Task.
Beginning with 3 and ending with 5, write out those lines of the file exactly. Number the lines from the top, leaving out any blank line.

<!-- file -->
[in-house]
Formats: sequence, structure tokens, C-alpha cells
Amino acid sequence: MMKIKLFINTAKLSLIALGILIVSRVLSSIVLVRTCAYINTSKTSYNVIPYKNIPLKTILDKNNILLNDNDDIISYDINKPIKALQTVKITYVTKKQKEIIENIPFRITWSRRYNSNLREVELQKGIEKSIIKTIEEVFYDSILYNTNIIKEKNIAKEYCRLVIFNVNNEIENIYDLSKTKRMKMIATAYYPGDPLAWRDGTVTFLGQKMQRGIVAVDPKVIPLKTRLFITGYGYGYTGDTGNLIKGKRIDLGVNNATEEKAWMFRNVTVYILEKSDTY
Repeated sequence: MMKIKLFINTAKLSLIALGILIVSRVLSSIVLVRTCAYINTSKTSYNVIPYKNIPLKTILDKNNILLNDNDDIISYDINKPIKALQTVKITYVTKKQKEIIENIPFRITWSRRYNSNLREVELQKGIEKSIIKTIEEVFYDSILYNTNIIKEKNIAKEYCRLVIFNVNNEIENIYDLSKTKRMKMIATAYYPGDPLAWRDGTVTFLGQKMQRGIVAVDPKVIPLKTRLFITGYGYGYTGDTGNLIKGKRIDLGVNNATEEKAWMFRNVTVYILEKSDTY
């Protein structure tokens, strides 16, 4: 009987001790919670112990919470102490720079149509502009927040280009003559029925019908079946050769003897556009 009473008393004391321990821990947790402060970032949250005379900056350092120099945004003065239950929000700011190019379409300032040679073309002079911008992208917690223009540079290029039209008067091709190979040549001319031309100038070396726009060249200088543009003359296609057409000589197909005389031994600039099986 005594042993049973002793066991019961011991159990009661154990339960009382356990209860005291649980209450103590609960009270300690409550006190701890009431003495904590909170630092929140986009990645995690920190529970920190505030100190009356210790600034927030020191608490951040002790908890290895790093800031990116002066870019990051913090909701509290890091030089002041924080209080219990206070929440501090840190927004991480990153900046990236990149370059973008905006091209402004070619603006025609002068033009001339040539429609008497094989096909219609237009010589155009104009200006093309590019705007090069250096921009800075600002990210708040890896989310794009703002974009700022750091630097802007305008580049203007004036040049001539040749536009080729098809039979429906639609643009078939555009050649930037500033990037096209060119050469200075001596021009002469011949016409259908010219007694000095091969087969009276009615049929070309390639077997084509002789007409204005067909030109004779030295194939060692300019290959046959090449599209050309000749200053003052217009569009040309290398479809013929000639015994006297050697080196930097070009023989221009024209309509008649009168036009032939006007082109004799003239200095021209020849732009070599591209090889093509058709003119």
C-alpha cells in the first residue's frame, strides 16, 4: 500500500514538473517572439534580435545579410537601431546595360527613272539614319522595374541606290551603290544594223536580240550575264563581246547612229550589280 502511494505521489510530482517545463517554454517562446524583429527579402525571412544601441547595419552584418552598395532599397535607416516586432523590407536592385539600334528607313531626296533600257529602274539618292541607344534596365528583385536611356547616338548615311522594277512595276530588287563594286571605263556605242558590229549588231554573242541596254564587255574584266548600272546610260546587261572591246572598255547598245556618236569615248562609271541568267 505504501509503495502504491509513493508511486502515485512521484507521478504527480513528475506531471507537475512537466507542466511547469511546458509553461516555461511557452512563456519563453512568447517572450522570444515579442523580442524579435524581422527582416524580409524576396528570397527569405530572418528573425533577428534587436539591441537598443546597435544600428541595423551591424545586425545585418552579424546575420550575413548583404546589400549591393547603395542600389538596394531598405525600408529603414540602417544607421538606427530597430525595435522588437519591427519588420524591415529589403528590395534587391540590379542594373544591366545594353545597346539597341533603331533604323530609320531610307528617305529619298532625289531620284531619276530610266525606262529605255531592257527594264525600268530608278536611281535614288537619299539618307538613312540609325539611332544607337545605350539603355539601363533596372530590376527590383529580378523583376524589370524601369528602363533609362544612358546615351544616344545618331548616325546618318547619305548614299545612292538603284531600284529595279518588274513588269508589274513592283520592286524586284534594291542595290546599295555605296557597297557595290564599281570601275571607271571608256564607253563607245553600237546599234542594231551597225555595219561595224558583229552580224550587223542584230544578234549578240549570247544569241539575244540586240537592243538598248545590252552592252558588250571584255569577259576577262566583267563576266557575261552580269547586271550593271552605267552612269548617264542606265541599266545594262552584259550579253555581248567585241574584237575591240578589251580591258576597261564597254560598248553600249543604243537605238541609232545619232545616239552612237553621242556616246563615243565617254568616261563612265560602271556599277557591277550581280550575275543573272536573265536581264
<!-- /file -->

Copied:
Amino acid sequence: MMKIKLFINTAKLSLIALGILIVSRVLSSIVLVRTCAYINTSKTSYNVIPYKNIPLKTILDKNNILLNDNDDIISYDINKPIKALQTVKITYVTKKQKEIIENIPFRITWSRRYNSNLREVELQKGIEKSIIKTIEEVFYDSILYNTNIIKEKNIAKEYCRLVIFNVNNEIENIYDLSKTKRMKMIATAYYPGDPLAWRDGTVTFLGQKMQRGIVAVDPKVIPLKTRLFITGYGYGYTGDTGNLIKGKRIDLGVNNATEEKAWMFRNVTVYILEKSDTY
Repeated sequence: MMKIKLFINTAKLSLIALGILIVSRVLSSIVLVRTCAYINTSKTSYNVIPYKNIPLKTILDKNNILLNDNDDIISYDINKPIKALQTVKITYVTKKQKEIIENIPFRITWSRRYNSNLREVELQKGIEKSIIKTIEEVFYDSILYNTNIIKEKNIAKEYCRLVIFNVNNEIENIYDLSKTKRMKMIATAYYPGDPLAWRDGTVTFLGQKMQRGIVAVDPKVIPLKTRLFITGYGYGYTGDTGNLIKGKRIDLGVNNATEEKAWMFRNVTVYILEKSDTY
């Protein structure tokens, strides 16, 4: 009987001790919670112990919470102490720079149509502009927040280009003559029925019908079946050769003897556009 009473008393004391321990821990947790402060970032949250005379900056350092120099945004003065239950929000700011190019379409300032040679073309002079911008992208917690223009540079290029039209008067091709190979040549001319031309100038070396726009060249200088543009003359296609057409000589197909005389031994600039099986 005594042993049973002793066991019961011991159990009661154990339960009382356990209860005291649980209450103590609960009270300690409550006190701890009431003495904590909170630092929140986009990645995690920190529970920190505030100190009356210790600034927030020191608490951040002790908890290895790093800031990116002066870019990051913090909701509290890091030089002041924080209080219990206070929440501090840190927004991480990153900046990236990149370059973008905006091209402004070619603006025609002068033009001339040539429609008497094989096909219609237009010589155009104009200006093309590019705007090069250096921009800075600002990210708040890896989310794009703002974009700022750091630097802007305008580049203007004036040049001539040749536009080729098809039979429906639609643009078939555009050649930037500033990037096209060119050469200075001596021009002469011949016409259908010219007694000095091969087969009276009615049929070309390639077997084509002789007409204005067909030109004779030295194939060692300019290959046959090449599209050309000749200053003052217009569009040309290398479809013929000639015994006297050697080196930097070009023989221009024209309509008649009168036009032939006007082109004799003239200095021209020849732009070599591209090889093509058709003119």